Pew1- I'm referring to the dimensions on page 9. I have an electric cooktop and a Bosch wall oven and was required to have that space.

I hate it because it lowers the oven by that distance and I have to get on my knees to see through the window.

-Babka

    Bookmark   January 30, 2009 at 12:45PM
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valinsv

Perhaps he does not have the skill to trim off the 1/2" needed per side? I know my contractor had told me it's very dangerous for them to trim small sections because they cannot hold to either side--but I was thinking he meant more in the ballpark of 1/4" or even 1/8". I find when a contractor does not have a needed skill, they will make some excuse to do it a different way.

If I were you, I'd discuss it with your kitchen designer who sold you the cabinets. Any way you slice it, you are talking about a cabinet modification and the work both needs to be warranteed and someone accountable for replacement of the cabinet if it does not work. My guess is that the contractor is concerned he will botch the job and so be held responsible for replacing it. What you don't want to happen is be in the middle of a finger pointing situation between the installer, kitchen designer and you in the middle. Who is responsible?

    Bookmark   January 30, 2009 at 1:42PM
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alaskangirl

Thanks for all the replies -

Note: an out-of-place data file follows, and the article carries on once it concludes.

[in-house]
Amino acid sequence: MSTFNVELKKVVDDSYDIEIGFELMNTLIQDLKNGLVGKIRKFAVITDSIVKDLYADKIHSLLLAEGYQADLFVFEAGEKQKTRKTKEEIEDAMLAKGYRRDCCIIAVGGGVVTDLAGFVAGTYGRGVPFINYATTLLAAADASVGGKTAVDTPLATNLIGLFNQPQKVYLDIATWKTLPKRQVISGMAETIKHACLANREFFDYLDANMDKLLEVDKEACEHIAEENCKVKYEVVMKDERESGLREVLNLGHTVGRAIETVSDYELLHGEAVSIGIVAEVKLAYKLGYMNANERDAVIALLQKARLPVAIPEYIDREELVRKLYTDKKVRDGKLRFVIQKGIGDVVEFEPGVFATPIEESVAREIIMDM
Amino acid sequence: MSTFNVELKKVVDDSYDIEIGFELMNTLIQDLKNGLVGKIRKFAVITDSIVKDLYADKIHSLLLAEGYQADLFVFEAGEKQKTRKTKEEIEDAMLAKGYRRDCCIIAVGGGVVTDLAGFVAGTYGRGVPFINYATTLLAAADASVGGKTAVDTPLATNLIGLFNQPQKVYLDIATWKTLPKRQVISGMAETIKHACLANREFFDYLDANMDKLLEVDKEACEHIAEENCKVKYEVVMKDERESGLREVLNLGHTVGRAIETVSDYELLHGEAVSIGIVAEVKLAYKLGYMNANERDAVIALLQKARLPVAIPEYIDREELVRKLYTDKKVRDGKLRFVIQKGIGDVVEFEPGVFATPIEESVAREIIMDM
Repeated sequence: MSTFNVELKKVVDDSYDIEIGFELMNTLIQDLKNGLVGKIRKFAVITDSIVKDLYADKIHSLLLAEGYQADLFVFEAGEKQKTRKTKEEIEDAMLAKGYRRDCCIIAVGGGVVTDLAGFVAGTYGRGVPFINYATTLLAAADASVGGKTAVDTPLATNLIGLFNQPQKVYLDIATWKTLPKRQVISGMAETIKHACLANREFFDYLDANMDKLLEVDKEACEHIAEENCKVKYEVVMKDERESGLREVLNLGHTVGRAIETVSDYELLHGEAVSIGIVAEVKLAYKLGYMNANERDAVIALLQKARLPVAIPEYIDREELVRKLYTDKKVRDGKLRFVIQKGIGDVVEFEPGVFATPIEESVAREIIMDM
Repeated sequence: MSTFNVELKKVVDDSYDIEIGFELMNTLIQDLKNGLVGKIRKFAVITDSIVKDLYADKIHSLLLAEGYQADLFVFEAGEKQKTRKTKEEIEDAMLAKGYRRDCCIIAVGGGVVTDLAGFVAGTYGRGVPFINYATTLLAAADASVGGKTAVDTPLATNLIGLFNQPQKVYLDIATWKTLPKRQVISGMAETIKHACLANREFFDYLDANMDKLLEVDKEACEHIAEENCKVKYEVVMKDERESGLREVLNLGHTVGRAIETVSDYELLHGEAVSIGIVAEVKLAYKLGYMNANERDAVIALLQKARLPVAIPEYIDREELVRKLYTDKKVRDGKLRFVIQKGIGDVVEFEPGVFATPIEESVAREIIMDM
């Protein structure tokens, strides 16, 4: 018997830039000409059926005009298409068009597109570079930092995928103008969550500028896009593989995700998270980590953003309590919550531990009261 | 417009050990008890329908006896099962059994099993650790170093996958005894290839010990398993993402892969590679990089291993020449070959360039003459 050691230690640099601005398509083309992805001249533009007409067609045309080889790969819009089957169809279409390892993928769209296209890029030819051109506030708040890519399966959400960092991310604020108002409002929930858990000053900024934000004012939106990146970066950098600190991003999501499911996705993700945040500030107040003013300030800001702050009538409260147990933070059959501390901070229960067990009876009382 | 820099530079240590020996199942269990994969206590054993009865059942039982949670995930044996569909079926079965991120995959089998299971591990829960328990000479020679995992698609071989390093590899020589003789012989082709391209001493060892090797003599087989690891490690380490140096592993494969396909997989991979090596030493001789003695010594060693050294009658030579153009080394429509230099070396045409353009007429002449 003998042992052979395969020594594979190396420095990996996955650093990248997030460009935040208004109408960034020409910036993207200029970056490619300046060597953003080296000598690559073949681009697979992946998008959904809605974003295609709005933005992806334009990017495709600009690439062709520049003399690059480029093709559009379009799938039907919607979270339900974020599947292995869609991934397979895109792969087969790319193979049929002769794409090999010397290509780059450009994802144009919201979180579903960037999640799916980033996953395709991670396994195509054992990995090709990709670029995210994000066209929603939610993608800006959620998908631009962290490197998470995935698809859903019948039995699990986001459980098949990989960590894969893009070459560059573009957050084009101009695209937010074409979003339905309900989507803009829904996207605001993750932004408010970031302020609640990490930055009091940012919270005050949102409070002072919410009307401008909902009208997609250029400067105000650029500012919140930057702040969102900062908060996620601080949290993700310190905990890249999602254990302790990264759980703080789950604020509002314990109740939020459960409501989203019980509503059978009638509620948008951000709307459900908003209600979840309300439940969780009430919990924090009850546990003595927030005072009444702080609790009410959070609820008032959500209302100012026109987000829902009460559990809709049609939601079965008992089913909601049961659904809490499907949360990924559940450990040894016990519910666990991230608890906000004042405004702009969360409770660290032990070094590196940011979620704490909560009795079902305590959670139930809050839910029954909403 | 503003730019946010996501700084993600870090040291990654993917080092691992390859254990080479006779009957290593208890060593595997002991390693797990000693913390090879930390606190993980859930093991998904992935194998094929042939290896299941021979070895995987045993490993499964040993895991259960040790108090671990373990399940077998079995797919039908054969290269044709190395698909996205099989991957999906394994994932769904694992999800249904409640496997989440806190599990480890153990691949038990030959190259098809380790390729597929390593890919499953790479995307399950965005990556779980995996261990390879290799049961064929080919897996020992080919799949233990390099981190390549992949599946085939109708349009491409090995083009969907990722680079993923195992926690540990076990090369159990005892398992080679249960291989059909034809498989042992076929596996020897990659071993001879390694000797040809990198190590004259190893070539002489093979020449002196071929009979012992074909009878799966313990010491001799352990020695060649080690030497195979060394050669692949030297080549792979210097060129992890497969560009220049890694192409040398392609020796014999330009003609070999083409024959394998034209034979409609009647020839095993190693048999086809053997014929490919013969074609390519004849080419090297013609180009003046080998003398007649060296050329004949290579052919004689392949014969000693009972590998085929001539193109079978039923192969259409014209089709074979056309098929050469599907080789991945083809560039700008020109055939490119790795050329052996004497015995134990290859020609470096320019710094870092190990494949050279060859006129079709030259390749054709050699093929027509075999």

I can understand why people are suspecting my contractor of ignorance. That can happen, but I don't believe it to be the case this time. I think he is making sure I am happy with the outcome and have a oven that won't tip or tear out cabinet face frame. Maybe he is being over cautious....

It sounds like it is possible to just set the 27 inch oven on top of a base support instead of IN a 27 inch cabinet - is this correct? Then use some filler pieces if there is any space left exposed, right?

Ok, so how would you secure the oven if you are NOT screwing clips to the face frame. If we were to anchor it to the back of the wall, it would certainly be secure, BUT, if the oven ever needed servicing or removal, would we have to remove our granite counter to get at it? Also, what should we do about supporting the granite counter above? Should we use the MDF vertical cabinet sides on either side of the oven??

I'm not at all concerned about the cost of the cabinet. It was only $130, then Home Depot gave me another $50 off when I asked about the problem with their cabinet specs.

My only concerns are making sure the oven is secure with support for the granite. This oven will be adjacent to a wall, so it is at the end of a line of countertop.

    Bookmark   January 31, 2009 at 2:20AM
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live_wire_oak

Any wall oven merely sits on the platform and is only safety restrained by the screws of the anti tip mechanism (holes on the side into the face frame.) Of course you can build your own oven surround with fillers and with your own platform rather than use the oven cabinet that you've already bought, but well, you've already bought it. It's really NOT a big deal to shave off a teensy bit of the face frame (or fillers) to get the oven in there. The weight of the oven is on the platform, NOT carried by the face frame. Even if you have granite countertops, a tiny bit removed from the face frame to fit the oven in will not affect the ability of the cabinet to properly support granite as long as the sides are left full height and there is support at the back of the cabinet.

    Bookmark   January 31, 2009 at 11:21AM